On Evangelizing Nones, Vagina-gate, & Christian Bullies

Last week, the Pew Forum on Religion and Public Life released a study, “’Nones’ on the Rise: One-in-Five Adults Have No Religious Affiliation.” This week, two related articles caught my eye. Ready for some unsupported, but perhaps helpful, connecting the dots? Here we go.

For the full Pew study go here, but the stats should not be a huge surprise except perhaps the speed of the rise of religiously unaffiliated. From 2007 to 2012, the number of U.S. adults who claim no religious affiliation rose 5 percentage points to 19.6% of the population. Notice, also, the percentage of those in the Millennial generation had an even higher proportion—a whopping 34% of those born 1990-1994 have no religion affiliation.

You can read the gory details yourself, but this statement from the report jumped out at me,

“With few exceptions, though, the unaffiliated say they are not looking for a religion that would be right for them. Overwhelmingly, they think that religious organizations are too concerned with money and power, too focused on rules and too involved in politics.”

Pivot to two news articles published today. A NY Times article, “Christian Group Finds Gay Agenda in an Anti-Bullying Day” by Kim Severson chronicles how the American Family Association, a conservative evangelical group, is calling for parents to keep their children home from school on Mix It Up at Lunch Day, a day addressing school bullying.

Also, Slate’s Ruth Graham in “Her Year of Living Biblically” discusses the (much reflected upon) decision of LifeWay, one of the biggest Christian bookstore chains in the country, not to carry Rachel Held Evan’s book A Year of Biblical Womanhood because it contains the word “vagina.”

Granted, other Christians bookstores, excepting LifeWay, will sell Rachel’s work. Though the headline grabber has been Rachel’s vagina reference (well, two of them) the issue may also be broader. Rachel has said of LifeWay,

“I don’t know if they were more offended by my vagina or my brain…The only thing I know is that my editor said, if you leave this word in, there’s a good chance LifeWay won’t carry it.”

It’s time for mainline Christians to stop pretending these Pew reports are aberrations, to stop hoping that the religiously unaffiliated will be able to distinguish their tall steeples from the American Family Association and LifeWay. It’s time for mainline Christians to stop ramping up their old welcome strategies and launch entirely new approaches for connecting with the religiously unaffiliated.

By and large, the nones still believe in God (atheist and agnostics come in at 6% of the U.S. population) but their numbers will continue to grow until we have a compelling counter story to tell.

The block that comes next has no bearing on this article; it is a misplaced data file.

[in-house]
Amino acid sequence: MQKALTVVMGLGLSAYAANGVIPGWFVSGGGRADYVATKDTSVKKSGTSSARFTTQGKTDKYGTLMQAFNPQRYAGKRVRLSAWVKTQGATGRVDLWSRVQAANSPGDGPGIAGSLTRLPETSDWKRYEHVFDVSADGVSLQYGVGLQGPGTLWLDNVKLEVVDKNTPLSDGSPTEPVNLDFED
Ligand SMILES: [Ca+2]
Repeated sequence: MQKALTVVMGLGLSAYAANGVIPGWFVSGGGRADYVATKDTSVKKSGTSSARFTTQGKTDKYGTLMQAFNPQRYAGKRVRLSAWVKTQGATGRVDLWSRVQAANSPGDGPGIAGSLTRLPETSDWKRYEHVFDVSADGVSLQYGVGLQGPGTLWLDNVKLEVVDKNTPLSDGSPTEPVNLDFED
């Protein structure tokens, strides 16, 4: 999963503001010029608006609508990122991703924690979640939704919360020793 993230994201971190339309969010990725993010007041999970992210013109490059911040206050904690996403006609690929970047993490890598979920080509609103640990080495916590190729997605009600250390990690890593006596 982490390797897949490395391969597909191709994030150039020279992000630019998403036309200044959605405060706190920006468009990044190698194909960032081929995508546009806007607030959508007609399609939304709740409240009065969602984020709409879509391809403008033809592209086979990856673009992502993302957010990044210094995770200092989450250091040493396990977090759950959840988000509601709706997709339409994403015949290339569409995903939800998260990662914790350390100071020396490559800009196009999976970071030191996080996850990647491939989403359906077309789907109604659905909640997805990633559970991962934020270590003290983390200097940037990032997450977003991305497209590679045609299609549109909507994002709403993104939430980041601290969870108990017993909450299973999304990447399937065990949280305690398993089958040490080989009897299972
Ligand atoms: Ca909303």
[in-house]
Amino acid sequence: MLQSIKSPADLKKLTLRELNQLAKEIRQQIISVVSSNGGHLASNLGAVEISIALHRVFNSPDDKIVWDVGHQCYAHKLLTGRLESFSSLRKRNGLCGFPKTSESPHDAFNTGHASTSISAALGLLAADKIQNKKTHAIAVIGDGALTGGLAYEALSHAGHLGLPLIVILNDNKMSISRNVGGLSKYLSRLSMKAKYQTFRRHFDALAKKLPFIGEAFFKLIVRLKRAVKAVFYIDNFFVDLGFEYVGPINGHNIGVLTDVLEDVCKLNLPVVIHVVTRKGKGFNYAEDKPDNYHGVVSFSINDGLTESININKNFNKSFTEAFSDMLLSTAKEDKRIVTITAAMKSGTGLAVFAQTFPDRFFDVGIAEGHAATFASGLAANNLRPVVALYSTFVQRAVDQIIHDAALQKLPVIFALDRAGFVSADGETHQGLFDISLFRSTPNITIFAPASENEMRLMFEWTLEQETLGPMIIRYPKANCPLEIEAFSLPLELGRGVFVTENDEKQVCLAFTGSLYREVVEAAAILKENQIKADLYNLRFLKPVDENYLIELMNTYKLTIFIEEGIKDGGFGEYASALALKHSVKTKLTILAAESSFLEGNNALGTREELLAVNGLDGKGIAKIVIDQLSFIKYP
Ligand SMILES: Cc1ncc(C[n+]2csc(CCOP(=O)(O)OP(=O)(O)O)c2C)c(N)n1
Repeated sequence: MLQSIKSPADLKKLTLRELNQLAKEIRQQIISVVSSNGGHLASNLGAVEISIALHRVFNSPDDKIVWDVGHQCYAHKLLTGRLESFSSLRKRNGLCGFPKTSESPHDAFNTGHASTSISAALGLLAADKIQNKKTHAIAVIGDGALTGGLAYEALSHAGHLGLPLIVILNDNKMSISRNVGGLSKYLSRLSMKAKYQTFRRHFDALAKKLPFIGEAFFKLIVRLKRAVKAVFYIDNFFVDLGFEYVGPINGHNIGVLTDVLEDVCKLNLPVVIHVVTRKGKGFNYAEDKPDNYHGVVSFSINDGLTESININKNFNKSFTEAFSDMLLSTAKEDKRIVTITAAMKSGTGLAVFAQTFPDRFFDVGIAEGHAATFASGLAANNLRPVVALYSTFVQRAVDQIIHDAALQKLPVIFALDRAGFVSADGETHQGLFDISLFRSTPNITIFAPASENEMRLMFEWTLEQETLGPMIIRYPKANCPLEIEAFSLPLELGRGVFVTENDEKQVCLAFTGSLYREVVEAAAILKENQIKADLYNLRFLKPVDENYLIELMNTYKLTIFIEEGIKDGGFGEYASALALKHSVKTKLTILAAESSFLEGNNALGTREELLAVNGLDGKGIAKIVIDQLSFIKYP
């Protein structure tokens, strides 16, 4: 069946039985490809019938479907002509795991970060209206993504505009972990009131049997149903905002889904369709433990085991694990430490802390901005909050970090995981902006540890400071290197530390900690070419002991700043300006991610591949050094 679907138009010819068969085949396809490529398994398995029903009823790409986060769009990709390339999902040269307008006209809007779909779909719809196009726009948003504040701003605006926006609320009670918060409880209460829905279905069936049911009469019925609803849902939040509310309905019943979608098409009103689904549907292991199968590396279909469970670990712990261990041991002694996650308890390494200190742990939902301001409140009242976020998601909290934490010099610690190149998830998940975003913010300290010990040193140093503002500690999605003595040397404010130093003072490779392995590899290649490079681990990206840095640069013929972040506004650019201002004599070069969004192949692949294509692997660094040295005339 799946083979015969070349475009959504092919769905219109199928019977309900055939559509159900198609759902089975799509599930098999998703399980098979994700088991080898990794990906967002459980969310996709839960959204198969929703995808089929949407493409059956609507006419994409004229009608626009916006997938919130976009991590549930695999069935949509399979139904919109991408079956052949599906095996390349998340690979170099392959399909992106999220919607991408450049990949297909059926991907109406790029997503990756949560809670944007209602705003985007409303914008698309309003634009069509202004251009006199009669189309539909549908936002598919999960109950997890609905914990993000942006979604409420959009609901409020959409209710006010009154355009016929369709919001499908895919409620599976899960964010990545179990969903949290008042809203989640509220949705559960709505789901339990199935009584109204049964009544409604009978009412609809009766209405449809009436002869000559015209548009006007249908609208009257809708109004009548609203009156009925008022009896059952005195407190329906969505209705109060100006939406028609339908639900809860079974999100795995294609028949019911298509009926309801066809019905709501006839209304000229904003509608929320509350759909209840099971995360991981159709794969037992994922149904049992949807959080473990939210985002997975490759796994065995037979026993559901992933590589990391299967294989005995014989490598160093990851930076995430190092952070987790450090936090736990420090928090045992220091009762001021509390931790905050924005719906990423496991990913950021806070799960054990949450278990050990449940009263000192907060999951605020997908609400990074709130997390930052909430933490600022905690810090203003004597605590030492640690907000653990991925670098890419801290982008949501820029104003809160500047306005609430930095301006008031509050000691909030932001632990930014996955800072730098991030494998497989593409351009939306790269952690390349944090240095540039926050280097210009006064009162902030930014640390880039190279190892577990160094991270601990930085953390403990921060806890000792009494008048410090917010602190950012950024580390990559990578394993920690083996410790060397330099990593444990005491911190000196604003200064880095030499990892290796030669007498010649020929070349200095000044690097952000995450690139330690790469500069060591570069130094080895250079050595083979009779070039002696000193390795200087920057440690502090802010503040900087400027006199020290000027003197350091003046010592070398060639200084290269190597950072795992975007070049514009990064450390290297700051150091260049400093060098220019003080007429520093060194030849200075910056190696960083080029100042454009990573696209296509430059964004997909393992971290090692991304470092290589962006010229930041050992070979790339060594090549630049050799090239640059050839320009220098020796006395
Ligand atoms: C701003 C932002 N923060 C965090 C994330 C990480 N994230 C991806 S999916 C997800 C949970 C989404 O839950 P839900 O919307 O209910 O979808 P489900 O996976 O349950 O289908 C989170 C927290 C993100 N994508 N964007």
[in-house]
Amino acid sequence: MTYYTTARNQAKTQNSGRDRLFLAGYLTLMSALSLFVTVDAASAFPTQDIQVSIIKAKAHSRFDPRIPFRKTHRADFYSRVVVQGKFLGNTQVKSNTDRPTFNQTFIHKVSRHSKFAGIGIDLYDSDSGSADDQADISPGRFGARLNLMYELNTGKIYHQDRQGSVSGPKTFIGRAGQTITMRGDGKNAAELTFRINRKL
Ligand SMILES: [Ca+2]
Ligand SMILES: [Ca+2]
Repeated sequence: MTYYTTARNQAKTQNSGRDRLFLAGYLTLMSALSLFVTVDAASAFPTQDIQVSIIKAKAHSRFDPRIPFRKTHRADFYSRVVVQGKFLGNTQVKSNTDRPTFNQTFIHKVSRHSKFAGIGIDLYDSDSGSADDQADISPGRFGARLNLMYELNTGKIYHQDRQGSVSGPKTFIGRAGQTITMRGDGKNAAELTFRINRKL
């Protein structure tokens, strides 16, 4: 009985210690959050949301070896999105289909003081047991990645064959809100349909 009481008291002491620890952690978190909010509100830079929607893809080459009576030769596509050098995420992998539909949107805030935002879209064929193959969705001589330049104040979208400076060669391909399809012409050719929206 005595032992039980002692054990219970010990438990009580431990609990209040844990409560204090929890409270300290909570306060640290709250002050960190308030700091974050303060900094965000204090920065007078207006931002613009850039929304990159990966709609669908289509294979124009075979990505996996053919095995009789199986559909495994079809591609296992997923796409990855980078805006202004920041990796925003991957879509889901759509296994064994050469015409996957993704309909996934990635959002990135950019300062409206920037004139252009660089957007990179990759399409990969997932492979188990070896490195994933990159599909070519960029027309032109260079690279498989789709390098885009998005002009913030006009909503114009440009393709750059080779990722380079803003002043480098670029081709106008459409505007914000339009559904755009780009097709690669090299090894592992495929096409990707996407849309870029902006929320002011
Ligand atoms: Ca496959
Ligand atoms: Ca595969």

The story of the good news of God in Jesus Christ is about as powerful as they come, but only if it’s told compellingly, addressed appropriately, and supported relationally. The plea, “But, we need more kids in our Sunday School” does not, and has never, cut it.

Comments

  1. andrew lindner says:

    one note about the 6% of atheists/agnostics: what would that number look like if those labels weren’t so deeply stigmatized? big social desirability problems — it’s one thing to claim no religion, it’s another to admit that you have no metaphysical commitments when it’s attached to those poisonous “A words.”

    • Good question, Andrew.

      I’ve noticed seeing the phrase (or “label”) “Secular Humanist” used fairly often around Concordia, especially after the visit of Interfaith Youth Core. Though, of course, secular humanism has a long tradition and is not at all identical in meaning to those “poisonous ‘A words'” you refer to, I wonder how the numbers would differ if secular humanism was claimed more loudly.

      As an added bonus, many Christians, I think, are not turned-off as much from a discussion of secular humanism as they are from atheism/agnosticism.

      • As always Adam great thoughts. As one charged with leading a mainline church I too wonder how we can tell our story in a way that is compelling enough to differentiate ourselves from the wacky flavor of Christianity so prevalent in the culture and media. Most depressing for me is the response by “nones” of having no interest in any institutionally captured/suspect God story.

  2. Thanks, John. I learned the word “disintermediation” yesterday. Apparently, millennials are for it, meaning “cutting out the middleman.” I think it’s originally an economics term, but is being used more in social science. I think it helps frame the churchy/institutional response you bring up: the solution is not top-down with middlemen and other intermediates, but on the ground, person-to-person telling stories and living lives in ways many mainlines have forgotten.

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